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PHARMA MUST DO DIGITAL DANCE IN CHINA

PHARMA MUST DO DIGITAL DANCE IN CHINA

Already a global front-runner in e-commerce and mobile technology, China is embarking on a new journey to prep its health sector for a digital transformation.

While there is no lack of digital innovation among pharma companies, what’s happening now in the country may represent a new health trend that has not been seen before, some observers say. 

Pharma need look no further for ideas than the success of the Starbucks coffee chain, they say. Being the lone US company to have grown rapidly in China, with 3,000 shops by the end of 2017 and 5,000 in five years, it has now taken a bold move to partner with Alibaba and "go digital", for instance allowing coffee drinkers to order on their phones and get delivery to their doors.

The go digital trend is also being driven by fierce competition. Elsewhere in the coffee sector, China's own Luckin Coffee has been aggressively expanding and taking market share, one of its success factors being that it allows consumers to pre-order on their phones and offers a delivery service.

The driving forces for adopting a digital strategy in the pharma sector are more multi-faceted, and as more patients in China receive health information via online tools, the demand for timely access and provision, and a rapid response to needs, have reached an all-time high.

Merck KgAA Latest Digital Rider

Although pharma has been known for being a latecomer to digital technology, drug makers have recently made swift moves to embrace the digital health transformation in China, with a key focus on drug safety, direct-to patient pharmacy, and artificial intelligence (AI).

Following on the heels of AstraZeneca PLCSanofi and GlaxoSmithKline PLCMerck KGAA is the latest to jump on the bandwagon. The private German group in June announced a partnership with Alibaba’s AliHealth to stimulate its growth in a market that has now largely switched from a cash-based to a cashless society in just a few years.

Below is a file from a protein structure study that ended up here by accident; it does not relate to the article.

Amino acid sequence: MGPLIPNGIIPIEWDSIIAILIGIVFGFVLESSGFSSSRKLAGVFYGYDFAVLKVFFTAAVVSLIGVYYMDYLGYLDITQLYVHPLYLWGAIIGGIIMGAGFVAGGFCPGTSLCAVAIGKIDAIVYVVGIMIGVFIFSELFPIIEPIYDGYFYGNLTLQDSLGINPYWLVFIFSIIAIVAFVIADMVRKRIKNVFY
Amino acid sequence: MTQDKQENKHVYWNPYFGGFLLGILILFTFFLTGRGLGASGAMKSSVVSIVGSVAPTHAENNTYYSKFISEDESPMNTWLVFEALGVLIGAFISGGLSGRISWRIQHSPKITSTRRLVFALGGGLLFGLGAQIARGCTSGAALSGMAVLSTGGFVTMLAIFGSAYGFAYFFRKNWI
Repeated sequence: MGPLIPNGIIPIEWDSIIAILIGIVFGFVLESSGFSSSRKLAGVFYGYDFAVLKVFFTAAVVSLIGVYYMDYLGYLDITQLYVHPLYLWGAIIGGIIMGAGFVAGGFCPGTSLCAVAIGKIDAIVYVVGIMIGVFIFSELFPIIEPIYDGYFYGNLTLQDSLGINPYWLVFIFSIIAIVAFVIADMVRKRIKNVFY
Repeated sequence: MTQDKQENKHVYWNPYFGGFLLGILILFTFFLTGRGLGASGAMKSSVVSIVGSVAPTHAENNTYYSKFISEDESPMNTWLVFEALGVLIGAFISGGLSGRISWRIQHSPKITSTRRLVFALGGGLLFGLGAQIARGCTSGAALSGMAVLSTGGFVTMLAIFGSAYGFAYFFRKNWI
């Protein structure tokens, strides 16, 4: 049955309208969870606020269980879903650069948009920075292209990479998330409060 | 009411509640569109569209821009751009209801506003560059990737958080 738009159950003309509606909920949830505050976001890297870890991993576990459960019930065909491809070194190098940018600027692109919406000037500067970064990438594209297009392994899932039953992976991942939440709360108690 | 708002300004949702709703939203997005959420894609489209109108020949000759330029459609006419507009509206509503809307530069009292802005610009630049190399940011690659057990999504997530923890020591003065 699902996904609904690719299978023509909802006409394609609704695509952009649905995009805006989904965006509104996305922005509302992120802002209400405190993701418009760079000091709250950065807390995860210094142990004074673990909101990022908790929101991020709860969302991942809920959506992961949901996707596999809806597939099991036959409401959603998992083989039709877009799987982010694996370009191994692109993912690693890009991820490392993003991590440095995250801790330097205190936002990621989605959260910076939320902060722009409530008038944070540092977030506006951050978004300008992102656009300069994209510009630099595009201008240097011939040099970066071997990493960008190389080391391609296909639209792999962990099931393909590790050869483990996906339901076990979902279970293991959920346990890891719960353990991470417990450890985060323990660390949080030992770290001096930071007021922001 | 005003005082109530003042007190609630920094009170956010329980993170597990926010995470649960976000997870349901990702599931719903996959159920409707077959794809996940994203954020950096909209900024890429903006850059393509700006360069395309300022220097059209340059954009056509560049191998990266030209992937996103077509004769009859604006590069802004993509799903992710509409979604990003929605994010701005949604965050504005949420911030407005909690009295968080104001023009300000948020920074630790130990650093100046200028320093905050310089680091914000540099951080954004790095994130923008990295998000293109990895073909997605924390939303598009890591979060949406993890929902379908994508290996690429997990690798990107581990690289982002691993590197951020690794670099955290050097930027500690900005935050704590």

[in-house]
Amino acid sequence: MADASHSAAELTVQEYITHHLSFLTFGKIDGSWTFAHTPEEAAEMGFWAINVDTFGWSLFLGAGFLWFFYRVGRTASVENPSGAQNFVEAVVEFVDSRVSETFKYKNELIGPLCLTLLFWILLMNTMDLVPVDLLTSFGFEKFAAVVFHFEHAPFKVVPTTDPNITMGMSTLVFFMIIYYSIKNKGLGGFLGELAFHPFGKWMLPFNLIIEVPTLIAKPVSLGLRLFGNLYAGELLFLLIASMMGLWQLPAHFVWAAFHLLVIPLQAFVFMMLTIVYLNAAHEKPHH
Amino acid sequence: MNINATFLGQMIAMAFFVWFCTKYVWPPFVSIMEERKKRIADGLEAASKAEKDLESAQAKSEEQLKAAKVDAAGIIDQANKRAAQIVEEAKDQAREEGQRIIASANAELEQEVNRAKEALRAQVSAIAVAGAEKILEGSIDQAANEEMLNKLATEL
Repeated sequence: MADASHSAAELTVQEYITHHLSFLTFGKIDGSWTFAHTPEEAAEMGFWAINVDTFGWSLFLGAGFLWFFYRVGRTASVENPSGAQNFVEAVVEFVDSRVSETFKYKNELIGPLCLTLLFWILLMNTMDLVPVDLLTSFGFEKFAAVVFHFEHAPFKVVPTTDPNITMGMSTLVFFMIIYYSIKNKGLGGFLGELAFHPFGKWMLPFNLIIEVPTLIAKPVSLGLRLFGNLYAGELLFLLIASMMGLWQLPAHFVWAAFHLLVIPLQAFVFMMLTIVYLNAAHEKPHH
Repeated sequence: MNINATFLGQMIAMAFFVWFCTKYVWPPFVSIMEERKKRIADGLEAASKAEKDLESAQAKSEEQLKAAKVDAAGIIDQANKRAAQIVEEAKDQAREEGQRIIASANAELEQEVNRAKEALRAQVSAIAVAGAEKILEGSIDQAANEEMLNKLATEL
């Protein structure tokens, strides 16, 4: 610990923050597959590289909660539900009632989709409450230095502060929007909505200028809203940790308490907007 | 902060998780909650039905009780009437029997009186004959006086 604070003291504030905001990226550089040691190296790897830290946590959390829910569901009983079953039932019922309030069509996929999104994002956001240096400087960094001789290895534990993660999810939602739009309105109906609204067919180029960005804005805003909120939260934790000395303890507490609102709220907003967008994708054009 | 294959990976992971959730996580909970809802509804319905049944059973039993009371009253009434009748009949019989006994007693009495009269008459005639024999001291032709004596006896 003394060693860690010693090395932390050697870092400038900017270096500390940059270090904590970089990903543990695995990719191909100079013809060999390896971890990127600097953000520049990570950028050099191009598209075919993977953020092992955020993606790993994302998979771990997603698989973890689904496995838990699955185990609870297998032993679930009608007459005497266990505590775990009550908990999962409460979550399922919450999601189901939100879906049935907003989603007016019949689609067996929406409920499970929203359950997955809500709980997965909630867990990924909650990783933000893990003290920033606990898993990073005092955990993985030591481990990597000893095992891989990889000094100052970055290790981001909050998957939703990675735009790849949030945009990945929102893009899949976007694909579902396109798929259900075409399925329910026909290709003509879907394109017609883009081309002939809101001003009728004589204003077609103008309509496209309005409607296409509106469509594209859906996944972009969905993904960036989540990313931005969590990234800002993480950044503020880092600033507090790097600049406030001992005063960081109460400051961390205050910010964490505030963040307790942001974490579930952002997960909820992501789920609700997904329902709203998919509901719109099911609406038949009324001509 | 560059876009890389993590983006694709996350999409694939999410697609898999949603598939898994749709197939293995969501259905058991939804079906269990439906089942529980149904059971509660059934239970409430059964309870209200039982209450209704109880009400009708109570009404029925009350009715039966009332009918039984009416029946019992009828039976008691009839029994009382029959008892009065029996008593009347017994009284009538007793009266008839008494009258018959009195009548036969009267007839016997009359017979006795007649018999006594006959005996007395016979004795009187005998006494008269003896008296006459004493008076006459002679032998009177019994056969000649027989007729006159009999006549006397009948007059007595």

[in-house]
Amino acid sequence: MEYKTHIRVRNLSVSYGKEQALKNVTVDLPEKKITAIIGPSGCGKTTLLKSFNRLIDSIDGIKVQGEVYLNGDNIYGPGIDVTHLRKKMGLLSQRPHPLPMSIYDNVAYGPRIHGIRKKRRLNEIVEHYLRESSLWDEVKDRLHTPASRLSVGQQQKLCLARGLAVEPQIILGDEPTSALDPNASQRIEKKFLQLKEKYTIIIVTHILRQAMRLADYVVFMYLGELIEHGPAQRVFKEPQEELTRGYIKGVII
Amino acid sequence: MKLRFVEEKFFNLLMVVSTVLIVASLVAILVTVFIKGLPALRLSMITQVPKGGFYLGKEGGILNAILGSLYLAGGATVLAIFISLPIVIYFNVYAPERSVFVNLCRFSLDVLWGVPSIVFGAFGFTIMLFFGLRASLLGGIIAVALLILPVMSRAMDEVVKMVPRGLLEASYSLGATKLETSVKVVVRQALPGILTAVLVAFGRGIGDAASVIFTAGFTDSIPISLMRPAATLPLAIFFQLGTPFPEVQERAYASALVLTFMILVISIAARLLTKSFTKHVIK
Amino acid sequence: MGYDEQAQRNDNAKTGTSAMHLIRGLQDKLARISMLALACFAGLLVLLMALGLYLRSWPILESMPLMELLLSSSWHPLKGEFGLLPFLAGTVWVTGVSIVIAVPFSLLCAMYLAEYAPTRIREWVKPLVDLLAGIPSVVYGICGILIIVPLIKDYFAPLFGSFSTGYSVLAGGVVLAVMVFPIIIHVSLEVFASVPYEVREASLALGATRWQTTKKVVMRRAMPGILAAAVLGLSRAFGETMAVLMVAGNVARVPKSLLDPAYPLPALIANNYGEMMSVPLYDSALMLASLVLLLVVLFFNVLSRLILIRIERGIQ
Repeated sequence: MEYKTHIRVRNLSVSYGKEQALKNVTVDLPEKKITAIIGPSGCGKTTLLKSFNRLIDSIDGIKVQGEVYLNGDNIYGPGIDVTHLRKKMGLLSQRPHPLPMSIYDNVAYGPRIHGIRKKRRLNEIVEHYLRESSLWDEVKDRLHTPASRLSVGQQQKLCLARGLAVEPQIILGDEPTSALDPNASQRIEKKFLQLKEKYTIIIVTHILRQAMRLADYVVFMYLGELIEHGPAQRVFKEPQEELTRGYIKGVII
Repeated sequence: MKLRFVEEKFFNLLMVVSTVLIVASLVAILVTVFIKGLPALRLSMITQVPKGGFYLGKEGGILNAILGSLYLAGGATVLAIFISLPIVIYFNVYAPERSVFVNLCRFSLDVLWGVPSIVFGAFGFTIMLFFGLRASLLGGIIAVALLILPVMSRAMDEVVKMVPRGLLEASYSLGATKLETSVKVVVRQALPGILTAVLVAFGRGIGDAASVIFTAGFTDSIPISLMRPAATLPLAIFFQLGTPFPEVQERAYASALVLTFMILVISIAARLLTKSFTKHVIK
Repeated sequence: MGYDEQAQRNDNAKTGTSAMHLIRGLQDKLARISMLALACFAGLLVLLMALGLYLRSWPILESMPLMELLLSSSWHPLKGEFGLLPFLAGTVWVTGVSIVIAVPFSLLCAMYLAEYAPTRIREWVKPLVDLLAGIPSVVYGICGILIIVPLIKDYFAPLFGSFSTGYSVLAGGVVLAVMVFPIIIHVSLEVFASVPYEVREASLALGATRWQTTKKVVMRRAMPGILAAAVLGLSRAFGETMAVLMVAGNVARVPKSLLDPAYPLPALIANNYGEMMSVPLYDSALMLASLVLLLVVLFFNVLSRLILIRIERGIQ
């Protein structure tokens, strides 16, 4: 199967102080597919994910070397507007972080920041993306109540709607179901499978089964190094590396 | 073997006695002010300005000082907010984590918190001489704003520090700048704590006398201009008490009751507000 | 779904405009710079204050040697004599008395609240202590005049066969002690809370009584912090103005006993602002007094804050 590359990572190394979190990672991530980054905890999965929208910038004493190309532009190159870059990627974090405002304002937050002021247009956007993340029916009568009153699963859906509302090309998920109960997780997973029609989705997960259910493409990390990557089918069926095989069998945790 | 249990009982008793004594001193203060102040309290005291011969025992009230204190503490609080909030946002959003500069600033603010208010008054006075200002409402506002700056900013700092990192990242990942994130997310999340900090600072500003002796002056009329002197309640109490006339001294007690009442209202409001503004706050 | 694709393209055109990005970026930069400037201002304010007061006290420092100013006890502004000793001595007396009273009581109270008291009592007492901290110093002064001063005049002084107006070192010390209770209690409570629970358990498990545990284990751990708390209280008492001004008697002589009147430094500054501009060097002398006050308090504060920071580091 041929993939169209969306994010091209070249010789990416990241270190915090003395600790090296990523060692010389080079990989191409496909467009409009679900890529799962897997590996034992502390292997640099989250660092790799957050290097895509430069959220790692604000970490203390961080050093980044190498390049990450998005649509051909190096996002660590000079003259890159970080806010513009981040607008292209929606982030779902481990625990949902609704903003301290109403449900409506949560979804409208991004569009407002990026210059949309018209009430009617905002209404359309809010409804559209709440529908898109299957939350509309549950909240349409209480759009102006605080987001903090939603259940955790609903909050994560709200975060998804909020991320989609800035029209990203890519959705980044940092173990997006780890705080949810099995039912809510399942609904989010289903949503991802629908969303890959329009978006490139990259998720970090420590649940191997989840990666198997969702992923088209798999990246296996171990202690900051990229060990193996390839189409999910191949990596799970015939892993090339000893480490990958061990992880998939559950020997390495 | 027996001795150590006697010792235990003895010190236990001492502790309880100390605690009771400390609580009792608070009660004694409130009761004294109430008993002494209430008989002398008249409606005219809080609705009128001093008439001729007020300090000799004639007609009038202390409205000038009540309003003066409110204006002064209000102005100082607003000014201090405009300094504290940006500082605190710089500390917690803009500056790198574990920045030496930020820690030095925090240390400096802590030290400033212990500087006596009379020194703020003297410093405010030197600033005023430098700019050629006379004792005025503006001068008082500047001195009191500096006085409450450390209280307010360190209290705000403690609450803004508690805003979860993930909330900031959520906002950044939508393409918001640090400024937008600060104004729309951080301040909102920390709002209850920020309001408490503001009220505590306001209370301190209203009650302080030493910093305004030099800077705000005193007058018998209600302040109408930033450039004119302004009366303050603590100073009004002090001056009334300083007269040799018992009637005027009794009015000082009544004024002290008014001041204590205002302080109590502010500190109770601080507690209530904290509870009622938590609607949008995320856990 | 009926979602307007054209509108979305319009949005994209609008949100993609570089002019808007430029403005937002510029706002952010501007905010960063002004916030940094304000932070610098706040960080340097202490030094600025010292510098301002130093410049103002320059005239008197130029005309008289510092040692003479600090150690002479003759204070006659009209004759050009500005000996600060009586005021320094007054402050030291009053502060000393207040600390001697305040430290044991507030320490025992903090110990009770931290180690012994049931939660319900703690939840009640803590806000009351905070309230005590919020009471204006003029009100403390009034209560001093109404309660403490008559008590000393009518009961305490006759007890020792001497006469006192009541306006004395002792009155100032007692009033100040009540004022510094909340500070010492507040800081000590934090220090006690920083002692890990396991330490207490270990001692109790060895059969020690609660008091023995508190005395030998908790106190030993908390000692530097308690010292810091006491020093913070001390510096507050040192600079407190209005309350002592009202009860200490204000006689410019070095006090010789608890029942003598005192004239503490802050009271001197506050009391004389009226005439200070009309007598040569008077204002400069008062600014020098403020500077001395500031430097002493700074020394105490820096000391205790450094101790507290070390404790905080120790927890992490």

The tie-up will involve several facets of cooperation including exploring online health services, e-commerce opportunities, and track-and-trace systems for products. (Also see "Deal Watch Asia Focus: Merck Partners With Alibaba For Entry To Digital Health In China" - Scrip, 3 Jul, 2018.)

“The partnership is a must as the time advances,” commented AliHealth CEO Difan Shen in a statement; Alibaba is one of China's three internet giants along with Baidu and Tencent, known collectively BAT.

Others to have recently entered the digital health sector include the Shanghai-based startup Brii, which has entered a digital and data insight partnership with AliHealth.  (Also see "Brii Bio: Partnering To Bring Innovation To China " - Scrip, 3 Jul, 2018.) 

Recent data show that as the China pharma sector is rapidly changing to a digital era, many functions are now moving from offline to online, or a combination of offline and online (O2O).

Additionally, the government has vowed to roll out "internet+" health as part of its Health China 2030 Plan, with a goal of improving diagnosis and treatment. The strategy calls for combining disease treatment with management, elevating preventative care along with healthcare, and increasing access to new therapies and affordable drugs.